Fish Hill Picnic PlaceFish Hill Picnic Place
Armley Bank WoodArmley Bank Wood

Reaching Fish Hill was a relief, the walk from Dover's Hill to it was not the most exciting of walks for me. The fields I crossed had been pretty featureless and with the cloud staying low the extensive views which would have kept me entertained had been curtained off. At Fish Hill I was 275 metres high and the cloud base was not much higher than that. At least I came into an area of woodland/ parkland at Fish Hill Picnic Place which broke up the gloom. Actually I found it pretty delightful. Having walked for one hour nonstop since Dover's Hill I took advantage of the seating provided and took a first short break of the day. I was not alone in the picnic place. Cars were in the parking area provided and some people were walking dogs around the parkland. The people had probably come up here from Evesham which was just a few miles away, being linked to Fish Hill by the A44 which meandered its way up Fish Hill in tight curves.

As it was on Dover's Hill, there was an information board on Fish Hill. In fact there were several. One welcomed people to Fish Hill, saying "Fish Hill Picnic Place is an excellent place to break a journey, have a leisurely picnic amid the lovely Cotswold countryside or perhaps join the Cotswold Way National Trail". It went on to say the picnic site was formerly a limestone quarry. A second board had a map showing local walks, a third had a relief map showing the whole range of the Cotswold Hills and a fourth showed a map of the Cotswold Way.

Broadway TowerBroadway Tower
Sheep wanting feedingSheep wanting feeding

I left Fish Hill by crossing the A44 and then walking through the peaceful beauty of Armley Bank Wood to reach a lovely undulating area of pasture inhabited by sheep which made walking very easy. They do keep the grass very low to the ground. I was still climbing as I crossed the pasture and encountered the sheep responsible for the natural tending of the grass. Watching them watching me was soon overcome by a sight beginning to appear through the gloom. I was approaching Broadway Tower. Cloud hung around the tower as I approached and stayed when I arrived, swirling in defiance of me enjoying a clear view unless I touched it. It started raining too, just a little nigglingly but hey that was not in the forecast. "Ah well" I thought, it can only get better now. A near the tower sign said "The highest little castle in the Cotswolds". It stands on the top of Broadway Hill at a height of 313 metres. I had reached the highest point of my day.

Incidentally I had entered Worcestershire at Fish Hill and I would stay in the county until I reached Stanton a few miles further on. It would be my shortest stay in an English county on my long walk. My Worcestershire walking continued from Broadway Tower down the banks of Broadway Hill towards Broadway village. The descent was steep and I would lose over 200 metres of height in a mile. During it I had the funniest of times. When I stepped into a long field which I needed to cross after leaving Broadway Tower I was completely alone. Half way across the field I spotted sheep on the far side of it, a good 400 metres away at least. Once the first of them had seen me it must have called to the remainder of the herd in the field. The next thing I knew is that they were all racing towards me. Nothing was casual, they were at full speed and massed together hurtling towards me. As they closed in, baaing with loud expectation they slowed but still approached to within a few feet. The whole herd was all around me and the cacophony of noise led me to believe they were expecting to be fed. I had to disappoint them, I was not the feeder. They slumped away, some chewing more grass while others went to the field edge and challenged the barbed wire fencing while standing on hind legs to reach for succulent young Hawthorn leaves on nearby field edging trees. Then as I was about to step over a stile and out of the field someone arrived on a Quad Bike carrying hay. That is who they had mistaken me for.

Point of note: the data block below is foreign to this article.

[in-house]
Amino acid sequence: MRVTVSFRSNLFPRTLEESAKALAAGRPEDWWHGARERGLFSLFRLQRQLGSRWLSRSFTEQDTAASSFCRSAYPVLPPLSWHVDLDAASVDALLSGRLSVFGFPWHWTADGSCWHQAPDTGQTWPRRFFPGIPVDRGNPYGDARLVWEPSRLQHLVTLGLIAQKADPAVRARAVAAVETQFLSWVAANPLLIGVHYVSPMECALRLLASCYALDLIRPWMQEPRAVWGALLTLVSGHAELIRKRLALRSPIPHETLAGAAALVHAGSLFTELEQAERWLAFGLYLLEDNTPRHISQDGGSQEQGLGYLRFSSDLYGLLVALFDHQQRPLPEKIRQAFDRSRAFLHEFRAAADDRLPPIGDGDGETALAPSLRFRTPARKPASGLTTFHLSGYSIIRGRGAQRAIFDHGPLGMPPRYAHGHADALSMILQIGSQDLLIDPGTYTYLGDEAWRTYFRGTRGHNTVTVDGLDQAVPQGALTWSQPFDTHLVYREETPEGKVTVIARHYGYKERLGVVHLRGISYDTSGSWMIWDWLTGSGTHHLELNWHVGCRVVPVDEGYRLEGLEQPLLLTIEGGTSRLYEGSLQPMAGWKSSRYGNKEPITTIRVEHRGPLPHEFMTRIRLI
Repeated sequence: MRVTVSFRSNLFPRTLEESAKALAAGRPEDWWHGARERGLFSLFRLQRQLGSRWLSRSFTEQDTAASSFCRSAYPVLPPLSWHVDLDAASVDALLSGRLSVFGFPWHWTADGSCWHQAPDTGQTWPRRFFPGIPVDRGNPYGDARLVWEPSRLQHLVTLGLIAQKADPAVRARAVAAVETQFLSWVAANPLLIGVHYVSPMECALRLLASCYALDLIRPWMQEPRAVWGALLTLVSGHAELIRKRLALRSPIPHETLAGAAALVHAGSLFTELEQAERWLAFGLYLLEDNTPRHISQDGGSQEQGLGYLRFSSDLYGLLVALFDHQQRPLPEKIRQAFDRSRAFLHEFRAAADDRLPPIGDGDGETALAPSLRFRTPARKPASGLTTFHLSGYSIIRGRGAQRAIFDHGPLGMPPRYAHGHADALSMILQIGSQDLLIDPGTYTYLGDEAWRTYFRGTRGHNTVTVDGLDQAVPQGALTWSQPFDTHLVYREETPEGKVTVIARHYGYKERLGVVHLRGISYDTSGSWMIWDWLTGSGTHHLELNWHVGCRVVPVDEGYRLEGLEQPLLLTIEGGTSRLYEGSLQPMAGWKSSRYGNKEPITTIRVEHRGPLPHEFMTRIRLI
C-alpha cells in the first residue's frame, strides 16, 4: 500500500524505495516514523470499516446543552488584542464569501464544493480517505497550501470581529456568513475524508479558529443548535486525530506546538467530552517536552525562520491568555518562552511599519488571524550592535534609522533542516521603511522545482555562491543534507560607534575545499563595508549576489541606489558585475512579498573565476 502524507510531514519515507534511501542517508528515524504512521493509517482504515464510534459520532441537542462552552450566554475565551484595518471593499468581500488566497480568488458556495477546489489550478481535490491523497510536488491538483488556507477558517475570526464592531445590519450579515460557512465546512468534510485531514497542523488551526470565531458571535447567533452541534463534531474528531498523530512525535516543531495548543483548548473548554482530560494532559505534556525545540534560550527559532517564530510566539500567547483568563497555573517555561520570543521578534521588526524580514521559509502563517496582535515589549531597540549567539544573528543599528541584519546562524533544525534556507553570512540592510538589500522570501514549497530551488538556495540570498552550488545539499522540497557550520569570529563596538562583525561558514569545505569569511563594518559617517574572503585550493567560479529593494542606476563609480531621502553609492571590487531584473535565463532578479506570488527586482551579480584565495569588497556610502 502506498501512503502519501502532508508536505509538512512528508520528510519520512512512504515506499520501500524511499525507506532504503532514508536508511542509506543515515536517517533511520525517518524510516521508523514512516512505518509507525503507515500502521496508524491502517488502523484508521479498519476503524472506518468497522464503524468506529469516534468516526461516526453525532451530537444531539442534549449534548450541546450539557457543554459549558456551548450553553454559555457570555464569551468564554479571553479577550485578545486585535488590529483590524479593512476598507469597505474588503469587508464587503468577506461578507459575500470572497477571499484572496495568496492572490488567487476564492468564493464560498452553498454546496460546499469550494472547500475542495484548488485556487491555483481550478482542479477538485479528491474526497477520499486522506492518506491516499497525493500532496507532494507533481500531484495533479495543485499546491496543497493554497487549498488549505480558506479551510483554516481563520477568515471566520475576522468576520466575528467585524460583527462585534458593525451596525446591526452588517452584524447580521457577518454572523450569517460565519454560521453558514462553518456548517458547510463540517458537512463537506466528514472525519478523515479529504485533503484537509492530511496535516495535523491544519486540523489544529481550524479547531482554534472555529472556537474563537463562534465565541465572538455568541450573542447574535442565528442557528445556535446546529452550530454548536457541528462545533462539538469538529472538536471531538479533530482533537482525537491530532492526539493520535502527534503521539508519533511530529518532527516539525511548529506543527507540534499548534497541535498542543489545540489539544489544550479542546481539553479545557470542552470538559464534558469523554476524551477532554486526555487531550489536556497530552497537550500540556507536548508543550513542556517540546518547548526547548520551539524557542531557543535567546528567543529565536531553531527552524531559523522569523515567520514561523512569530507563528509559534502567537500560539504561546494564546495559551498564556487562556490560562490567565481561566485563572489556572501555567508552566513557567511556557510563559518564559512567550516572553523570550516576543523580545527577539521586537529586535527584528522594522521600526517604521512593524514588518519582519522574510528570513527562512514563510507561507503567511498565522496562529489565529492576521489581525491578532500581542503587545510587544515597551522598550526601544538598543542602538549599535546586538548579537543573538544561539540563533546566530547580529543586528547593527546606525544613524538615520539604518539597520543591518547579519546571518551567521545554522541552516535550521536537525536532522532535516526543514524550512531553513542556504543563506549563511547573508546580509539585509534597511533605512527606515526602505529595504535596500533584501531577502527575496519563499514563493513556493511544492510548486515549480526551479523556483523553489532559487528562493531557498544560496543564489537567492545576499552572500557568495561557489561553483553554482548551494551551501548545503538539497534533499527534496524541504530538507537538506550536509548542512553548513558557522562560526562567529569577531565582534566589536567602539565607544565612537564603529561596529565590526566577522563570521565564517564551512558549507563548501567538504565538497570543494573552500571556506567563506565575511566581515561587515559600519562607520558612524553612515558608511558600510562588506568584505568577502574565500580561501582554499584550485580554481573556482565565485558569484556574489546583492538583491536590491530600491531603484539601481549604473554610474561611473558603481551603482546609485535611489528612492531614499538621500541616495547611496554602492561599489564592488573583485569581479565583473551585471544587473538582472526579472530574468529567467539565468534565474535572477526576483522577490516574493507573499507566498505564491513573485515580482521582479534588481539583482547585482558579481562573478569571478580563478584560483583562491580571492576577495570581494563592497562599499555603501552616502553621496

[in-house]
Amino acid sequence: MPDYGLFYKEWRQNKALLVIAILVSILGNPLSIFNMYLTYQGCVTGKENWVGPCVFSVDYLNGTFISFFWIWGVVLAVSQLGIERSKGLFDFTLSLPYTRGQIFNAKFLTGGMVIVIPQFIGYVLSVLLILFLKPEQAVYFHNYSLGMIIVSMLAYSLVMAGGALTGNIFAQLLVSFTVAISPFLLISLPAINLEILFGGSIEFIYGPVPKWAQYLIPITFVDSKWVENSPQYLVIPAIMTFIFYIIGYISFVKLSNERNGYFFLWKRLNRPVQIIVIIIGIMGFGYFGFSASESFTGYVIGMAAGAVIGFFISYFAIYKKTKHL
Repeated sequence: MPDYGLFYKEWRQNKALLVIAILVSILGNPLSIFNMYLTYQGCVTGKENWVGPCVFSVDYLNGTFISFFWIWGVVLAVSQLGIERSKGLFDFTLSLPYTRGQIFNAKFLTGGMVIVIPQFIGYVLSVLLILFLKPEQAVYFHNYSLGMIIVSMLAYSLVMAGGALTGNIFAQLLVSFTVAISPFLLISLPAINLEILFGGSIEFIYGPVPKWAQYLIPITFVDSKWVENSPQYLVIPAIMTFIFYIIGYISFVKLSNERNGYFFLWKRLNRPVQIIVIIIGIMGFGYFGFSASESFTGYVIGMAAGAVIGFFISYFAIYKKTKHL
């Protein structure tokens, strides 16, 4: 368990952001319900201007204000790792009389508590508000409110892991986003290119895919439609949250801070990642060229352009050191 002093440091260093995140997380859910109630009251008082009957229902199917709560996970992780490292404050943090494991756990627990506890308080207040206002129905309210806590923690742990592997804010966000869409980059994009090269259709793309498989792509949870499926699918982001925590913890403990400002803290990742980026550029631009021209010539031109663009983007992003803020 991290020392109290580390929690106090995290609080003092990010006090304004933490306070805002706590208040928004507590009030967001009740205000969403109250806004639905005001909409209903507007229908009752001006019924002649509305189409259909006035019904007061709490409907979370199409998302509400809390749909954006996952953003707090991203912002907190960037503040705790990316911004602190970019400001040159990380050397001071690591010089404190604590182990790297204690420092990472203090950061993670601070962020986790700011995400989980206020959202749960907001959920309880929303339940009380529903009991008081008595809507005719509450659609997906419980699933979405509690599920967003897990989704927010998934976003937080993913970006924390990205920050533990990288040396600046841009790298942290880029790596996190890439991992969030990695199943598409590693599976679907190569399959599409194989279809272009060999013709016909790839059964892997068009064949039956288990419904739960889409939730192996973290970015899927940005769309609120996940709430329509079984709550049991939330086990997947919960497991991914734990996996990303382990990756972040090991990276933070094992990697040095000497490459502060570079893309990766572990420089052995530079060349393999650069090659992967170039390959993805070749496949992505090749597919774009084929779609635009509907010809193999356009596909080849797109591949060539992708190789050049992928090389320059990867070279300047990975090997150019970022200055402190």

High Street, BroadwayHigh Street, Broadway
Horse and Hound, BroadwayHorse and Hound, Broadway

I descended on my way down to Broadway village in the drizzle. I knew nothing of the village as I approached it from the south. The Cotswold Way led me straight from the hill into the high street. I was instantly struck by the handsomeness of Broadway village. Every building had the Cotswold stone elegance though some were brick at the sides. Cottages of varying shapes and sizes were set on either side of High Street at the east end of the largest village within the Cotswolds. Large? my home village of Brompton in North Yorkshire is much larger than Broadway. As I ambled down the high street the buildings got grander. Domestic houses gave way to commercial establishments. Pubs, Cafes, Shops and Hotels held the west end. As I neared a cafe which I thought about patronising a large group of people who had just arrived by bus beat me to it. I walked on by. There were three large tour buses parked in the village and seeing the tourists dispersing to all the commercial establishments I walked on and through the village. My visit to Broadway was done.

Broadway CoppiceBroadway Coppice
Climbing to Shenberrow HillClimbing to Shenberrow Hill

I continued on my Cotswold Way walk from Broadway by crossing a couple of low level pasture fields and then climbing to Broadway Coppice. Though it was still cloudy the spell of irritating light rain had passed which pleased me somewhat. Via a mix of woodland trail, farm lanes, field paths and bridleway I continued my second major climb of the day, another 200 plus metres ascent towards Shenberrow Hill. reached a point near to the top of my climb at about 12 noon so having been on the walk for four and a half hours I stopped for lunch. As I enjoyed lunch and looked around the environs of Shenberrow Hill I noticed a glint of sunshine. Perhaps the weather I was promised would arrive after lunch.